Mason’s Sweet Sports Stuff: Short people in professional sports


Mason Dalbeck, Business Manager

It’s the most boring time to be a sports fan. The NFL has ended, the NBA just had their all-star break and it’s not quite march for the NCAA. For those of you that are also bored out of your mind watching the Knicks tank for Zion, James Harden travel, and Steph Curry try to dunk, I feel your pain. However, one of the most exciting athletes to come out of college football since Baker Mayfield is upon you, and it’s not Zion. It’s THE Kyler Murray. Coming in at 5’10”, 195 pounds (both stats are often inflated by teams), he’s one of the shortest quarterbacks to enter the NFL since Doug Flutie. Which brings me to today’s topic for Mason’s Sweet Sports Stuff: short people in sports.

   As a vertically challenged person myself, I love to see guys that are shorter than their peers succeed in sports, and Kyler Murray has dominated the college football scene since he stepped on the field. But it gets better. While Murray has dominated football and won the coveted Heisman Trophy, he also dominated the diamond and was drafted ninth overall by the Oakland A’s of the MLB before he even graduated college. Having now decided to fully commit to the NFL, he’s projected to go as a top 10 pick in the upcoming NFL draft, which will make him the smallest quarterback in the league. While he is often compared to Russell Wilson by scouts, I believe this is kind of an insult to Wilson. Wilson is 5’11”, and weighs 215 pounds. So while both are shorter quarterbacks, Wilson is DUMB THICC, while Murray lacks that size, but makes up for it with his speed.

   Another vertically challenged athlete thriving in professional sports is the soccer player Neymar. At just 5’9”, Neymar is playing for Paris Saint-Germain, and the Brazilian National team who he won gold with at the 2016 Olympics, as well as the FIFA World Cup in 2013. Neymar has been a standout player in the professional soccer scene, even when he was a background player to Messi when playing for Barcelona in the past. Having scored 349 career goals in 554 career games, Neymar uses his speed to make up for what he lacks in size and power.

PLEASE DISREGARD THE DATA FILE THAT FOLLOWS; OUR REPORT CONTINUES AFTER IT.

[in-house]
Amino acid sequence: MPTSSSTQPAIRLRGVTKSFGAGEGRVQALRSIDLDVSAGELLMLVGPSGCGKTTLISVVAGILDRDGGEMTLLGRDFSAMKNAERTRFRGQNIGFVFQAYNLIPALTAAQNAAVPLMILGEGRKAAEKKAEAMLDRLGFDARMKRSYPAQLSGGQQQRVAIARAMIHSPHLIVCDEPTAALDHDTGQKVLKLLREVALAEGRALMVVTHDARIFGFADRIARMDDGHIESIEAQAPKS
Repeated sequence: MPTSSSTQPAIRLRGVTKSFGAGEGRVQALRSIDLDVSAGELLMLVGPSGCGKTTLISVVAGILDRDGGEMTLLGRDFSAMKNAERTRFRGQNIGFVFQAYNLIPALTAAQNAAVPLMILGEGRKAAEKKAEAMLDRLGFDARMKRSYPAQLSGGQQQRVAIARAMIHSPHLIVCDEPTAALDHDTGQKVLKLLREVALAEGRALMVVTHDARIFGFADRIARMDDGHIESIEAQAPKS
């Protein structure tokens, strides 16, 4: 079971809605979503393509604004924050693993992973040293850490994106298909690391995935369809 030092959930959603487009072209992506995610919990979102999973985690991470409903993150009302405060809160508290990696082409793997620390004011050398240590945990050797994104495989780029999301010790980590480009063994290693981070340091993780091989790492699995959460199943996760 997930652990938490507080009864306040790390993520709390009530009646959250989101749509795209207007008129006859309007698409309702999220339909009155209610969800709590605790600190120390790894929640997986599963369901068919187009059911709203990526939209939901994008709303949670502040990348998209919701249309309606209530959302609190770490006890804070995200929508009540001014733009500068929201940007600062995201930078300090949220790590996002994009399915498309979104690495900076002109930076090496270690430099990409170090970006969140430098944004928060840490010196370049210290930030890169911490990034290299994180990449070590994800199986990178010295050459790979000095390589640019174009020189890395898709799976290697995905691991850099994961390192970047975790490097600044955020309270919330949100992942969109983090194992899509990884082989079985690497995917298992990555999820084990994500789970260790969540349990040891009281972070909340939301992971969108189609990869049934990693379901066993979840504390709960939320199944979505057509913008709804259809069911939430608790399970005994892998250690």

A third vertically challenged athlete you may not have heard of yet is Sean Shivers. He’s a 5’7”, 172 pound running back for Auburn football. To give an idea of what he looks like, it’s me with an extra 10 pounds. In his senior season of high school in Florida, Sean put up 1,219 yards on 148 carries, and scored 19 touchdowns. His freshman season, he got limited carries at Auburn, but still got 371 yards on 70 carries and three touchdowns. He’ll be primed for breakout season as he’ll continue to work his way up the depth chart at Auburn. The reason Sean is able to succeed the way he does, despite his size as a running back, is largely due to his 10.29 second 100-meter dash time. The dude has wheels and is able to outrun anyone once he gets into the open field.

   All these athletes, while short, have something else in common: speed. While power and size are key to being a great athlete, these three have managed to succeed by just being faster and quicker than their larger opponents. So while it is quite advantageous to be bigger and stronger than than everyone else, there is something to be said for being the fastest guy on the field.  

   In the wise words of the late great Muhammad Ali, “His hands can’t hit what his eyes can’t see, now you see me, now you don’t”.